The Centers for Disease Control and Prevention and State Department are urging Americans to “avoid travel to Mexico” due to “very high levels of COVID,” but that’s not the only warning for travelers who may be looking ahead to Spring Break.
Last week, US consular authorities in Mexico reminded Americans to be careful when traveling to several top vacation spots after two Canadians were killed at a luxury hotel in Playa Del Carmen.
“In light of recent security incidents and criminal activity in popular tourist destinations including Cancun, Playa Del Carmen, and Tulum, US citizens are reminded to exercise increased caution when traveling to the state of Quintana Roo,” The US Consulate General Merida wrote in a travel alert posted days after the Jan. 21 shooting. “Criminal activity and violence may occur throughout the state, including areas frequented by US citizen visitors.”
The incident was preceded by several others in recent months, including the October deaths of a California woman and another tourist caught in an apparent gang-related crossfire in Tulum.
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“The Department of State’s first priority is the safety and security of US citizens overseas,” Karin King, Deputy Assistant Secretary for Overseas Citizens Services at the State Department’s Bureau of Consular Affairs, said in a statement. “US citizens should always take stock of their personal safety and security when traveling overseas.”
Tourists are reminded to check travel advisories and alerts for any country they plan to visit, be aware of their surroundings, avoid crowds, monitor news, review personal safety plans, write down the contact information for the nearest US Embassy or Consulate and reach out if they need help.
“As always, we urge US citizens to enroll with our Smart Traveler Enrollment Program, STEP.state.gov, to receive important messages about their destination, including timely alerts and updates to travel advisories,” King told USA TODAY.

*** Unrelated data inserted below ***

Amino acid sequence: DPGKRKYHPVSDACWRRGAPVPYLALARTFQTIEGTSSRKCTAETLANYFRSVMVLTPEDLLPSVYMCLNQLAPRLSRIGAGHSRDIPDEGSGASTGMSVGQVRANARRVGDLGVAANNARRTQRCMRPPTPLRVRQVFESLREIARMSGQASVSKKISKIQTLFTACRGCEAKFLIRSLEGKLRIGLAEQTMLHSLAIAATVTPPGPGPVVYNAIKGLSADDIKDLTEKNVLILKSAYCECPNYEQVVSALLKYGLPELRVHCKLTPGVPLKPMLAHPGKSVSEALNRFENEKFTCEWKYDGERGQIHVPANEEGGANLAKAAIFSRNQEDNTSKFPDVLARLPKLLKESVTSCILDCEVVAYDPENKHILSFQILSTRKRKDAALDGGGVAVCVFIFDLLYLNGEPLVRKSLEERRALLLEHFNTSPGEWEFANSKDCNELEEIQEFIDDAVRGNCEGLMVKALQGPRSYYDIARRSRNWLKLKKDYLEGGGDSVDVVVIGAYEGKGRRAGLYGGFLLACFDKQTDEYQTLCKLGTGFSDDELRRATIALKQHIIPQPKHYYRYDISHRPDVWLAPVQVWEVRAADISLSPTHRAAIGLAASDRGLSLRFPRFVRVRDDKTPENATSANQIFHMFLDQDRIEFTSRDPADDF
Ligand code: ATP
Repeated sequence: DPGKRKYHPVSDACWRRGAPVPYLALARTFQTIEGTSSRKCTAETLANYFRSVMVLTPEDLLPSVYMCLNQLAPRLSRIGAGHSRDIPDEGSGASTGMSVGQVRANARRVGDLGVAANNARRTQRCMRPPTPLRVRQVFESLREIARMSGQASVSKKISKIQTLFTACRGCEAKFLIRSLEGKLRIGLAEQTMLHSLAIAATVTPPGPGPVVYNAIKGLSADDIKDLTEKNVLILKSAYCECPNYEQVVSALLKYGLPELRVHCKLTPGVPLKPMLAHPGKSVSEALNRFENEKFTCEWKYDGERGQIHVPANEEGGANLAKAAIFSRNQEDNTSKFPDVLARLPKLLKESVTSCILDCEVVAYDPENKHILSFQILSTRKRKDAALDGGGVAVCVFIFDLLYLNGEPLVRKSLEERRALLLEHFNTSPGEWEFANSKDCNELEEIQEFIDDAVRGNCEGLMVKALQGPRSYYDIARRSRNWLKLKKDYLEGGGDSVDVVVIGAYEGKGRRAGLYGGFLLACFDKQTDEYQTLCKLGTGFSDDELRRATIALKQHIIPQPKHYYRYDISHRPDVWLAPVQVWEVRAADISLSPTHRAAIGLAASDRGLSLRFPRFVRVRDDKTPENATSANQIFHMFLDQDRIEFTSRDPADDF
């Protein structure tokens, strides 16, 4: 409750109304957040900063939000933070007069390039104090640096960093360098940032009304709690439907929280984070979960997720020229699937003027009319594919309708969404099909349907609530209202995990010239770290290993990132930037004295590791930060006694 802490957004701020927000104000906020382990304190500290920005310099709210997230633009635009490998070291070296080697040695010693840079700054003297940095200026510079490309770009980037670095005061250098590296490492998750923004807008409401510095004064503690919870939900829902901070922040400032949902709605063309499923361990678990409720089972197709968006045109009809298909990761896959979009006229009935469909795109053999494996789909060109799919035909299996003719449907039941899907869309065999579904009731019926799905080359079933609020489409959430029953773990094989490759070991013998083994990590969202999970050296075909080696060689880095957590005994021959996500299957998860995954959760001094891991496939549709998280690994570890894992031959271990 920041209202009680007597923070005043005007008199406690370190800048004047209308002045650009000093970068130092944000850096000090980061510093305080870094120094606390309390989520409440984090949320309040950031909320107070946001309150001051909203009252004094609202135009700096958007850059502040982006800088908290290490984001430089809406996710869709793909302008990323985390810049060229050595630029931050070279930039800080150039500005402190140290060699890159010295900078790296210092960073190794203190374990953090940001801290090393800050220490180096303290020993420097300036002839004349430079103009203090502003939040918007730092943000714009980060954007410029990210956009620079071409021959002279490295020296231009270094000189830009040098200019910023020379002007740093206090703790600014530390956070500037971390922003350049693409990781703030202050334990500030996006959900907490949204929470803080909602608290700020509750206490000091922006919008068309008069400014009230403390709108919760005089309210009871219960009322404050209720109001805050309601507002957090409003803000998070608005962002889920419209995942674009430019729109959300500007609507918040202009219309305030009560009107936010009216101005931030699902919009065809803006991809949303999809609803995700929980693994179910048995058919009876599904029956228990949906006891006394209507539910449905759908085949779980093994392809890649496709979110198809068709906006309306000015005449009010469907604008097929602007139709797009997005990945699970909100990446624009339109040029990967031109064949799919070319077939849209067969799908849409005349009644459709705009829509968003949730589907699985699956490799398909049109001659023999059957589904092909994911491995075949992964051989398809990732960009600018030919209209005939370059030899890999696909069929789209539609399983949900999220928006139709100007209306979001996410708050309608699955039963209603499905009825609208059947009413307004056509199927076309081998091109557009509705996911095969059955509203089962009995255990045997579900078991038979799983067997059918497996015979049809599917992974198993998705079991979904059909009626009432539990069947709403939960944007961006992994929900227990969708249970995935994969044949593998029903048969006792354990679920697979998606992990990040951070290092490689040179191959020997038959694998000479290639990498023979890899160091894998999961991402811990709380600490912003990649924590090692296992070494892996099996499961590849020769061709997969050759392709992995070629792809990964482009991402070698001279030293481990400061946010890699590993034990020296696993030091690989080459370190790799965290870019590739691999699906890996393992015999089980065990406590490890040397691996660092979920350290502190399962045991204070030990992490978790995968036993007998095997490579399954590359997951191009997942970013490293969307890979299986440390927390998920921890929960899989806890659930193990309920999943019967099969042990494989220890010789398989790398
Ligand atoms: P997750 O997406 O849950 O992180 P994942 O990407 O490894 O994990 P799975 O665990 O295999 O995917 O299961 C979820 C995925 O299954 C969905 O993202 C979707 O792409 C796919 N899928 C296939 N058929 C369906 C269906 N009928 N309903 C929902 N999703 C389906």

Quintana Roo was already on a list of over a dozen places in Mexico where travelers were urged to “exercise increased caution” because of crime.
“Criminal activity and violence may occur throughout the state, including in popular tourist destinations,” King said.
Despite the warnings, Gustavo Flores-Macías, associate vice provost for international affairs at Cornell University, considers travel to Mexico to be “generally safe.”
“(The shootings) are certainly something to keep an eye on. I don’t mean to trivialize the gravity of what happened,” Flores-Macías told USA TODAY. “But there are tens of millions of people that visit Mexico every year… and these events, they are very shocking, but fortunately they’re not particularly prevalent. This is still something that occurs very rarely.”
Flores-Macías noted that risks vary across regions in Mexico. He suggests travelers “do their homework” and research their lodging’s location and look up previous guests’ reviews before booking.
“As with all destinations, people have to be careful when they travel,” Flores-Macías said. “Certainly there’s a lot of variation in terms of crime and violent crime in Mexico.”
Data from the country’s Secretary General of National Public Security show homicides in Quintana Roo are higher than surrounding Mexican states’ but trending downward. The homicide rate in Quintana Roo was 28.1 per 100,000 people in December 2021, down 59% from a peak in July 2018.